Carroll’s care­ful­ly staged child pho­tographs are very much like those of oth­er pho­tog­ra­phers of the peri­od like Mary Cow­den Clarke and Julia Mar­garet Cameron, who also pho­tographed Alice Lid­dell, even into her adult­hood. Cameron’s pho­tographs also includ­ed child nudes, to a sim­i­lar effect as Carroll’s—the depic­tion of a “state of grace” in which chil­dren appear as nymphs, “gyp­sies” or oth­er such types sup­pos­ed­ly belong­ing to Edenic worlds untouched by adult cares. Giv­en the con­text Woolf, Lerer and oth­ers pro­vide, it’s rea­son­able to view Carroll’s child pho­tog­ra­phy as con­sis­tent with the tastes of the day. (Though no one sug­gests this as an ali­bi for Car­rol­l’s pos­si­bly trou­bling pro­cliv­i­ties.)

As it stands, the pho­tographs of Alice and oth­er chil­dren open a fas­ci­nat­ing, if some­times dis­com­fit­ing, win­dow on an age that viewed child­hood very dif­fer­ent­ly than our own. They also give us a view of Carroll’s strange inner world, one not unlike the unset­tling fan­ta­sy realm of 20th cen­tu­ry folk artist Hen­ry Darg­er. Unlike Darg­er, Carroll’s work brought him wide­spread fame in his life­time, but like that reclu­sive fig­ure, the author of Alice’s Adven­tures in Won­der­land and Through the Look­ing Glass was a shy, intro­spec­tive man whose imag­i­na­tive land­scape pos­sessed a log­ic all its own, charged with mag­ic, threat, and long­ing for lost child­hood inno­cence.

See a gal­leries of Carroll’s pho­tographs of Alice and oth­er chil­dren here and here, and see this site for more gen­er­al info on Carroll’s pho­tog­ra­phy.

Relat­ed Con­tent:

See The Orig­i­nal Alice In Won­der­land Man­u­script, Hand­writ­ten & Illus­trat­ed By Lewis Car­roll (1864)

See Sal­vador Dali’s Illus­tra­tions for the 1969 Edi­tion of Alice’s Adven­tures in Won­der­land

Free Audio: Alice In Won­der­land Read by Cory Doc­torow

Josh Jones is a writer and musi­cian based in Durham, NC. Fol­low him at @jdmagness.

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Comments (10)
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  • Phantomwise says:

    “Woolf admits that Carroll’s inter­est, as schol­ars have spec­u­lat­ed for decades, may have been less than inno­cent”

    If you tru­ly think she “admits” that, then you com­plete­ly mis­in­ter­pret­ed what she wrote and you need to read clos­er. Woolf is one the major biog­ra­phers AGAINST the pedophile the­o­ry.

    Oth­er than that, fair arti­cle and you seem to under­stand the Vic­to­ri­an Child Cult bet­ter than oth­er writ­ers have.

  • Mochni (Talking Bird) says:

    Well, I’m not from the Vic­to­ri­an Age, and I must say that a book of Lewis Car­rol­l’s pho­tographs dis­com­fit­ed me some­what. It’s curi­ous how cer­tain aspects of an ear­li­er era can run counter to our gen­er­al per­cep­tion (or learn­ing) about them.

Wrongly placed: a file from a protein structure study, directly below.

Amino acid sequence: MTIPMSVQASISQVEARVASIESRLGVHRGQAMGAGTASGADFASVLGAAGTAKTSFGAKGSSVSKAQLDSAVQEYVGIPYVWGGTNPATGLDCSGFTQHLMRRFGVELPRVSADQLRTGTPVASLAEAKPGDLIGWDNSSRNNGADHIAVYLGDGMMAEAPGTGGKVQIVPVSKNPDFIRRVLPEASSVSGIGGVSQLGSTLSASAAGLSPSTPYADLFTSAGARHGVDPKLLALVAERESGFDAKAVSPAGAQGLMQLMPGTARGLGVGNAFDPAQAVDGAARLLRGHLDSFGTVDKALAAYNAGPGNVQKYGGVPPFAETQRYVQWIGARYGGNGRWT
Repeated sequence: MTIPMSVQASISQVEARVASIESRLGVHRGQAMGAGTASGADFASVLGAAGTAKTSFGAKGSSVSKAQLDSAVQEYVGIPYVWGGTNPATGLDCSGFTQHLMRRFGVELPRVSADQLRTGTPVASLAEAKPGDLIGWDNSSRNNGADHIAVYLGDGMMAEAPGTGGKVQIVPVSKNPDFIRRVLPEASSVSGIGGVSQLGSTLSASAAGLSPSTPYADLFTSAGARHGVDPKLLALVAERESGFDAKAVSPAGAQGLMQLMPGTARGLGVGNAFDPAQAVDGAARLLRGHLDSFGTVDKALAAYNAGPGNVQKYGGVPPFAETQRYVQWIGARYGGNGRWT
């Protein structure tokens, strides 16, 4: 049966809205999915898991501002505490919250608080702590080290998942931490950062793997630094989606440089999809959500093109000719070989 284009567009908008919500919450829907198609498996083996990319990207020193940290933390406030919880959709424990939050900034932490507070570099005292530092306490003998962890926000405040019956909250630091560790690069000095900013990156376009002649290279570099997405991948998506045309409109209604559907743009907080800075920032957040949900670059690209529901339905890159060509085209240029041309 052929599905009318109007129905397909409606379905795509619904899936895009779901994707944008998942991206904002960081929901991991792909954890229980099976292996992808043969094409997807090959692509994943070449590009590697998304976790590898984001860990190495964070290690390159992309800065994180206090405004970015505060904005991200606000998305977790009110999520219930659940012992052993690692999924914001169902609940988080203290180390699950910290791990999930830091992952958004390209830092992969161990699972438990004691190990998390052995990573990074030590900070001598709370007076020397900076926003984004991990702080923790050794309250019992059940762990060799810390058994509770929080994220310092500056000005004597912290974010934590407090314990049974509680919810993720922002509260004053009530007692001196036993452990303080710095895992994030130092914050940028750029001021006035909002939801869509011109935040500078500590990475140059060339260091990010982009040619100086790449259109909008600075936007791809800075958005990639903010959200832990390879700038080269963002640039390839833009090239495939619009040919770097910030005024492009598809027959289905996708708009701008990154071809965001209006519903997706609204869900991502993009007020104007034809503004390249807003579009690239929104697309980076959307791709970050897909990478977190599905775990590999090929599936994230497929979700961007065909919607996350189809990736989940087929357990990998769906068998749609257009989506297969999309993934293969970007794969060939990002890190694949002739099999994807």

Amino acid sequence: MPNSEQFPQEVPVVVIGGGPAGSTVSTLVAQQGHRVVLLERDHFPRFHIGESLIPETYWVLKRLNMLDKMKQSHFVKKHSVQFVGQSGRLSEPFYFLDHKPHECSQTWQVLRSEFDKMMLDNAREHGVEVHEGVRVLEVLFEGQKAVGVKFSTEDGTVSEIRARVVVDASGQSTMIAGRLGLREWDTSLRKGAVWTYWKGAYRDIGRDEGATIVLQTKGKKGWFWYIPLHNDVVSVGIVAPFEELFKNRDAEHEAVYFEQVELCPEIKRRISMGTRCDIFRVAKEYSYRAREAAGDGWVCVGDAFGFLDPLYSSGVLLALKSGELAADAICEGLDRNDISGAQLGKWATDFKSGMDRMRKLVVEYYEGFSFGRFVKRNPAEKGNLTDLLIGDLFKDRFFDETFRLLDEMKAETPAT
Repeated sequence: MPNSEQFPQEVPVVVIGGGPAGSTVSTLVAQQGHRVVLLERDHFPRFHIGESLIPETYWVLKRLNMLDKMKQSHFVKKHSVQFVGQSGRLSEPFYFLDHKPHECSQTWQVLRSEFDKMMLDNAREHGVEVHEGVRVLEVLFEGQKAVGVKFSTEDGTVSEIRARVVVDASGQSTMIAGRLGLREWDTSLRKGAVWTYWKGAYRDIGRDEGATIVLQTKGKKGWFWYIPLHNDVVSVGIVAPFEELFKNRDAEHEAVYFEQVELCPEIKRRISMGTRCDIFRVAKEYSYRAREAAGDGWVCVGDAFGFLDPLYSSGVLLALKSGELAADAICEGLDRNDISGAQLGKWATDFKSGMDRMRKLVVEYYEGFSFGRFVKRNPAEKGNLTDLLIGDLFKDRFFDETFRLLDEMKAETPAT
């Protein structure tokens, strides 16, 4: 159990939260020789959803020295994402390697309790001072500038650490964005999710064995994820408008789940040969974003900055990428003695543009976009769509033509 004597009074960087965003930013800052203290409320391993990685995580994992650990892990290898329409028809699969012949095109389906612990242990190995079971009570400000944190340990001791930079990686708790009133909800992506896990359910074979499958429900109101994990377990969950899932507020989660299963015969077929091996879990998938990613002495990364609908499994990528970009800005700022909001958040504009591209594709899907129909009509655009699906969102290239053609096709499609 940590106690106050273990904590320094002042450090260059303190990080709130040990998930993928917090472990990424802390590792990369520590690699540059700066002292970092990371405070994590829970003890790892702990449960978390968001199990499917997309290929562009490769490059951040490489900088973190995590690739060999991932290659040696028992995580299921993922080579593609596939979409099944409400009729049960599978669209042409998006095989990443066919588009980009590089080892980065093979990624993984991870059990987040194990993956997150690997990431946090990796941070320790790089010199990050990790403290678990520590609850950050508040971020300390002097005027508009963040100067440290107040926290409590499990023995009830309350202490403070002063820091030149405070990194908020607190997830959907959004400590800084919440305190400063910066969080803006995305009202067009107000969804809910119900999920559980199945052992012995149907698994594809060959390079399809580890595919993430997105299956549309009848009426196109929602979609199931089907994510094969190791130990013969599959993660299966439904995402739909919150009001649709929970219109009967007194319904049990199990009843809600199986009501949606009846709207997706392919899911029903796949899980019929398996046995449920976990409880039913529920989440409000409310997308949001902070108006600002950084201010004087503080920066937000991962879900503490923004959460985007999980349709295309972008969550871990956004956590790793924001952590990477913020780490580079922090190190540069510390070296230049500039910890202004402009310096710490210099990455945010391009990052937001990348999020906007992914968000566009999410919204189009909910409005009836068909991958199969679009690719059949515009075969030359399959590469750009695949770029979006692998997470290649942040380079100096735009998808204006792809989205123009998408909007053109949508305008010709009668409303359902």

• Ari says:

    The writer of this arti­cle Wolfe is pure dis­gust! I won­der if your child gets molest­ed will you have doubts if you find naked pho­tos or maybe you will be a par­tic­i­pant!!! Shameful…Victorian times were about puri­ty and grown
    wom­an’s rep­u­ta­tion was extreme­ly impor­tant a naked child was not the sign of the times!!! You are lying and any­one that has stud­ied that time peri­od is ful­ly aware.

  • Teresa McKimmey says:

    That ‘kiss­ing’ pho­to is a fake. Do some research

  • Goetz Kluge says:

    Tere­sa McKim­mey is right. https://snrk.de/page_constructing-carroll

  • Goetz Kluge says:

    Ari, attack­ing Wolfe ad hominem like that is dis­gust­ing. Vic­to­ri­an times (and of course not only those times) also were about dis­play­ing “puri­ty” as a means to deal with “impu­ri­ty”. Each era has its ways of rep­u­ta­tion man­age­ment. And child labour was one of the signs of those times. As almost all eras, this one had shiny sides as well as dark sides.

    Fur­ther­more, once new media ar avail­able, it takes time to define the do’s and don­t’s for using them. That applied and still applies to pho­tog­ra­phy then as much as it applies today to what you can post or should­n’t post in the inter­net.

  • Richard says:

    She was tru­ly beau­ti­ful but Lewis took it too far. He should have been her pro­tec­tor.

  • Landon says:

    What did he not pro­tect her from? There is nev­er any evi­dence he ever hurt her.

  • Observer says:

    The Vic­to­ri­an Child Cult still exists, right down to the com­plete denial of chil­dren’s sex­u­al­i­ty (a well-doc­u­ment­ed sci­en­tif­ic fact) and the oblig­a­tory dis­ap­proval of Car­rol­l’s “pos­si­bly trou­bling pro­cliv­i­ties.” This is still a realm where sex­u­al­i­ty can only be con­sid­ered dirty, shame­ful, per­verse etc etc. A shame for Car­roll and peo­ple like him that we’ve yet to progress in this area.